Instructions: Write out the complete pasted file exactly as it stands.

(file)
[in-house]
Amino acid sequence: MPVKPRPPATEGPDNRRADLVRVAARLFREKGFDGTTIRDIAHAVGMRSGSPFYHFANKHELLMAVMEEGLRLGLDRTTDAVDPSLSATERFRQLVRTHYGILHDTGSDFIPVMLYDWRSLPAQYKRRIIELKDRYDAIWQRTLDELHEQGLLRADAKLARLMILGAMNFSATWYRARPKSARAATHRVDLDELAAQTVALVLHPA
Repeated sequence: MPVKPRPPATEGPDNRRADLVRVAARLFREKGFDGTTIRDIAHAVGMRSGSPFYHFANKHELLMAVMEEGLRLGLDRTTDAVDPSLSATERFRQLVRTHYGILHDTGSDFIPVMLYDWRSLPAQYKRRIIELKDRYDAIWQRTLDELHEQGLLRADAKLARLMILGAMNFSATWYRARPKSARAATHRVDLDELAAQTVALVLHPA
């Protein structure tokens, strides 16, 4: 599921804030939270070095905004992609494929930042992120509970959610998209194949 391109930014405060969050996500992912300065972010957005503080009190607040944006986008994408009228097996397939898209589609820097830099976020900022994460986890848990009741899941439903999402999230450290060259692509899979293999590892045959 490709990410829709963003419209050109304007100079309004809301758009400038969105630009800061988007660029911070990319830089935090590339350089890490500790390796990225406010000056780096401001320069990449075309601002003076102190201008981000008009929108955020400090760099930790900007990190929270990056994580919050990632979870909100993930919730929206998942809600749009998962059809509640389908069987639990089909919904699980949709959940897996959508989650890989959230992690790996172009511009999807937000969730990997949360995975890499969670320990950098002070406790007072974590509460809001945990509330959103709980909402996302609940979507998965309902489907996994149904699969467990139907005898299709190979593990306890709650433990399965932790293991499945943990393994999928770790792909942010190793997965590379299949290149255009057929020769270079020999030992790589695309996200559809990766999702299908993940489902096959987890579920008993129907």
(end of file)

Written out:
[in-house]
Amino acid sequence: MPVKPRPPATEGPDNRRADLVRVAARLFREKGFDGTTIRDIAHAVGMRSGSPFYHFANKHELLMAVMEEGLRLGLDRTTDAVDPSLSATERFRQLVRTHYGILHDTGSDFIPVMLYDWRSLPAQYKRRIIELKDRYDAIWQRTLDELHEQGLLRADAKLARLMILGAMNFSATWYRARPKSARAATHRVDLDELAAQTVALVLHPA
Repeated sequence: MPVKPRPPATEGPDNRRADLVRVAARLFREKGFDGTTIRDIAHAVGMRSGSPFYHFANKHELLMAVMEEGLRLGLDRTTDAVDPSLSATERFRQLVRTHYGILHDTGSDFIPVMLYDWRSLPAQYKRRIIELKDRYDAIWQRTLDELHEQGLLRADAKLARLMILGAMNFSATWYRARPKSARAATHRVDLDELAAQTVALVLHPA
């Protein structure tokens, strides 16, 4: 599921804030939270070095905004992609494929930042992120509970959610998209194949 391109930014405060969050996500992912300065972010957005503080009190607040944006986008994408009228097996397939898209589609820097830099976020900022994460986890848990009741899941439903999402999230450290060259692509899979293999590892045959 490709990410829709963003419209050109304007100079309004809301758009400038969105630009800061988007660029911070990319830089935090590339350089890490500790390796990225406010000056780096401001320069990449075309601002003076102190201008981000008009929108955020400090760099930790900007990190929270990056994580919050990632979870909100993930919730929206998942809600749009998962059809509640389908069987639990089909919904699980949709959940897996959508989650890989959230992690790996172009511009999807937000969730990997949360995975890499969670320990950098002070406790007072974590509460809001945990509330959103709980909402996302609940979507998965309902489907996994149904699969467990139907005898299709190979593990306890709650433990399965932790293991499945943990393994999928770790792909942010190793997965590379299949290149255009057929020769270079020999030992790589695309996200559809990766999702299908993940489902096959987890579920008993129907």